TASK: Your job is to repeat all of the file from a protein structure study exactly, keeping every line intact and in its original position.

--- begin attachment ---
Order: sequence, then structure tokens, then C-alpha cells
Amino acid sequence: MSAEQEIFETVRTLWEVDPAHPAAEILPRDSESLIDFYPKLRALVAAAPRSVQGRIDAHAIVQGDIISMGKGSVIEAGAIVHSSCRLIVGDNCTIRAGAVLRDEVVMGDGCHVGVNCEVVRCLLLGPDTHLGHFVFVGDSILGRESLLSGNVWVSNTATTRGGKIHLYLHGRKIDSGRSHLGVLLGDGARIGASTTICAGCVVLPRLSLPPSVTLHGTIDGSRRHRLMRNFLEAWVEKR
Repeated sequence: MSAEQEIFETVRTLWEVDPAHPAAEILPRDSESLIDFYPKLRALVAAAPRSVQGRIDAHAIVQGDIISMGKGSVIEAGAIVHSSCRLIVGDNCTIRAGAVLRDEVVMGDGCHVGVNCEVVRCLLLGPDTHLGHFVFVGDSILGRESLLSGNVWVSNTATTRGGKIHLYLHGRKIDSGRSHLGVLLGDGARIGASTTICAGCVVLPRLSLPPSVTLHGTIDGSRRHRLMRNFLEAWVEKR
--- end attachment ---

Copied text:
Order: sequence, then structure tokens, then C-alpha cells
Amino acid sequence: MSAEQEIFETVRTLWEVDPAHPAAEILPRDSESLIDFYPKLRALVAAAPRSVQGRIDAHAIVQGDIISMGKGSVIEAGAIVHSSCRLIVGDNCTIRAGAVLRDEVVMGDGCHVGVNCEVVRCLLLGPDTHLGHFVFVGDSILGRESLLSGNVWVSNTATTRGGKIHLYLHGRKIDSGRSHLGVLLGDGARIGASTTICAGCVVLPRLSLPPSVTLHGTIDGSRRHRLMRNFLEAWVEKR
Repeated sequence: MSAEQEIFETVRTLWEVDPAHPAAEILPRDSESLIDFYPKLRALVAAAPRSVQGRIDAHAIVQGDIISMGKGSVIEAGAIVHSSCRLIVGDNCTIRAGAVLRDEVVMGDGCHVGVNCEVVRCLLLGPDTHLGHFVFVGDSILGRESLLSGNVWVSNTATTRGGKIHLYLHGRKIDSGRSHLGVLLGDGARIGASTTICAGCVVLPRLSLPPSVTLHGTIDGSRRHRLMRNFLEAWVEKR